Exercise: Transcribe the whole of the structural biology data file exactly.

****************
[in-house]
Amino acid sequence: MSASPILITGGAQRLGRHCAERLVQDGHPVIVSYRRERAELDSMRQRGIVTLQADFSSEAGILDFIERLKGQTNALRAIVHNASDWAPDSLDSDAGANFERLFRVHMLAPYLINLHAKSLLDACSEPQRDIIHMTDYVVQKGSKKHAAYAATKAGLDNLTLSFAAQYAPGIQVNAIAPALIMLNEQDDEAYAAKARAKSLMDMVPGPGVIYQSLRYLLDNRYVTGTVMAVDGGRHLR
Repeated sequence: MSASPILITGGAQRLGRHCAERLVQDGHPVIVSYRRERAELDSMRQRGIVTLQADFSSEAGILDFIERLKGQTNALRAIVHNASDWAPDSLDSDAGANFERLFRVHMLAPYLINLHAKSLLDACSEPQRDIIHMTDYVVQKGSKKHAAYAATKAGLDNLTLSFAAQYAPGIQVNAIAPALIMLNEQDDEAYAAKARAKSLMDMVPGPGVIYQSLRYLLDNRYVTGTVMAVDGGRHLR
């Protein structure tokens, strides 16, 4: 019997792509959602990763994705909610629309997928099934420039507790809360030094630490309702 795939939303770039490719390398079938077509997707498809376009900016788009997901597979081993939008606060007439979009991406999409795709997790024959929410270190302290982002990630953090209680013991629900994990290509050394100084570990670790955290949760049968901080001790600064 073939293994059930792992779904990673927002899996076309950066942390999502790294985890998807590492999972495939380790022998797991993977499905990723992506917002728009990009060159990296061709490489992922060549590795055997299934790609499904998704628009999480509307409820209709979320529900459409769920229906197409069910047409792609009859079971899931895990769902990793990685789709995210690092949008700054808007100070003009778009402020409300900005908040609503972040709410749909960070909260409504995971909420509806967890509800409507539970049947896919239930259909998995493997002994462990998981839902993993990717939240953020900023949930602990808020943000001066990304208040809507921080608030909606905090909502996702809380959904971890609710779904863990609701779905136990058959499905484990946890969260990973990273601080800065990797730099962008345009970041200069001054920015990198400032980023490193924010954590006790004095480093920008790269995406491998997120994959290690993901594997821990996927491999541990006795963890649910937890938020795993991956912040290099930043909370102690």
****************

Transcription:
[in-house]
Amino acid sequence: MSASPILITGGAQRLGRHCAERLVQDGHPVIVSYRRERAELDSMRQRGIVTLQADFSSEAGILDFIERLKGQTNALRAIVHNASDWAPDSLDSDAGANFERLFRVHMLAPYLINLHAKSLLDACSEPQRDIIHMTDYVVQKGSKKHAAYAATKAGLDNLTLSFAAQYAPGIQVNAIAPALIMLNEQDDEAYAAKARAKSLMDMVPGPGVIYQSLRYLLDNRYVTGTVMAVDGGRHLR
Repeated sequence: MSASPILITGGAQRLGRHCAERLVQDGHPVIVSYRRERAELDSMRQRGIVTLQADFSSEAGILDFIERLKGQTNALRAIVHNASDWAPDSLDSDAGANFERLFRVHMLAPYLINLHAKSLLDACSEPQRDIIHMTDYVVQKGSKKHAAYAATKAGLDNLTLSFAAQYAPGIQVNAIAPALIMLNEQDDEAYAAKARAKSLMDMVPGPGVIYQSLRYLLDNRYVTGTVMAVDGGRHLR
């Protein structure tokens, strides 16, 4: 019997792509959602990763994705909610629309997928099934420039507790809360030094630490309702 795939939303770039490719390398079938077509997707498809376009900016788009997901597979081993939008606060007439979009991406999409795709997790024959929410270190302290982002990630953090209680013991629900994990290509050394100084570990670790955290949760049968901080001790600064 073939293994059930792992779904990673927002899996076309950066942390999502790294985890998807590492999972495939380790022998797991993977499905990723992506917002728009990009060159990296061709490489992922060549590795055997299934790609499904998704628009999480509307409820209709979320529900459409769920229906197409069910047409792609009859079971899931895990769902990793990685789709995210690092949008700054808007100070003009778009402020409300900005908040609503972040709410749909960070909260409504995971909420509806967890509800409507539970049947896919239930259909998995493997002994462990998981839902993993990717939240953020900023949930602990808020943000001066990304208040809507921080608030909606905090909502996702809380959904971890609710779904863990609701779905136990058959499905484990946890969260990973990273601080800065990797730099962008345009970041200069001054920015990198400032980023490193924010954590006790004095480093920008790269995406491998997120994959290690993901594997821990996927491999541990006795963890649910937890938020795993991956912040290099930043909370102690």